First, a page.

Staphylococcal interference studies2

J. V. Bennett, J. A. Shulman, P. B.J. Rosenstein, B. J. Trembath, T. C. Eickhoff, J. R. Boring

Research output: Contribution to journalArticlepeer-review

Abstract

Bennett, J. V. (Epidemiology Program, NCDC, Atlanta, Ga. 30333) J. A. Shulman, B. J. Rosenstein, B. J. Trembarh, T. C. Eckhoff, and J. R. Boring. Staphybcoccal Interference Studies. Amer. J. Epid, 1968, 88: 410-421.-Artificial colonization with the 502A strain of Staphylococcus aureus was used in an attempt to control endemic staphylococcal infections in an institutional population. After infranasal instillations, 71% of the treated group became colonized with 502A, but nasal carriage declined rapidly. Six weeks after the inoculations, an outbreak of impetigo due to both a S. aureus strain of phage-type 55/71 and Group A streptococci began. Both organisms were sensitive to tetracycline, which was given to about half of the study population. Tetracycline therapy promptly terminated the outbreak of impetigo, and provided an opportunity to observe the effects of tetracycline on nasal carriage of the tetracycline-resistant 502A strain; "recall" of carriage occurred among persons who had previously carried this strain, and 502A was disseminated to exposed susceptibles. However, a concomitant, marked, and unexpected increase in colonization with a tetracycline-resistant, phage-type 80/81 S. aureus occurred in persons receiving this antibiotic, and lesions caused by this strain appeared. Nasal colonization with 502A did not prevent staphylococcal lesions, and the 502A strain itself was associated with lesions in three members of the study population.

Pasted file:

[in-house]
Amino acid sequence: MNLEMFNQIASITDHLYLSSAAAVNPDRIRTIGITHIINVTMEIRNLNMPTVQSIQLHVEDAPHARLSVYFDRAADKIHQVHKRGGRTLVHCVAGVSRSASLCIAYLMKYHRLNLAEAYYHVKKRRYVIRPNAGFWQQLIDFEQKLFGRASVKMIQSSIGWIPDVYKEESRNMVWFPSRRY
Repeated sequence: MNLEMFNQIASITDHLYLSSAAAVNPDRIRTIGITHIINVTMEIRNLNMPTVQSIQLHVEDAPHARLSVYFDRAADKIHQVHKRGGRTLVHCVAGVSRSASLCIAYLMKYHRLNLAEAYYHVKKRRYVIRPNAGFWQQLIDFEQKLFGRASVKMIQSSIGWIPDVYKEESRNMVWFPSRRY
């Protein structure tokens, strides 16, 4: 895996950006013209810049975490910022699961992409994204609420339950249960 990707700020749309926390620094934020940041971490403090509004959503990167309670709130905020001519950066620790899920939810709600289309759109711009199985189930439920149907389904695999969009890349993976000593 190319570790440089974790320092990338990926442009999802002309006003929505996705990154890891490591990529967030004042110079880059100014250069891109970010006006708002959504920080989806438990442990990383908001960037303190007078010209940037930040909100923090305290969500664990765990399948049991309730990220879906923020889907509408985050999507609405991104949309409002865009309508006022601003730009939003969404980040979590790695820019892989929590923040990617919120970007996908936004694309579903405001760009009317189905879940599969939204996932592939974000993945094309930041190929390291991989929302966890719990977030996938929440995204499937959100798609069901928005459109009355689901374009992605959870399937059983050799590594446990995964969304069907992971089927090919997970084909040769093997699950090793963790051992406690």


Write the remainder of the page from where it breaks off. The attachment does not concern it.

Original languageEnglish (US)
Pages (from-to)410-421
Number of pages12
JournalAmerican journal of epidemiology
Volume88
Issue number3
DOIs
StatePublished - Nov 1968

ASJC Scopus subject areas

  • Epidemiology

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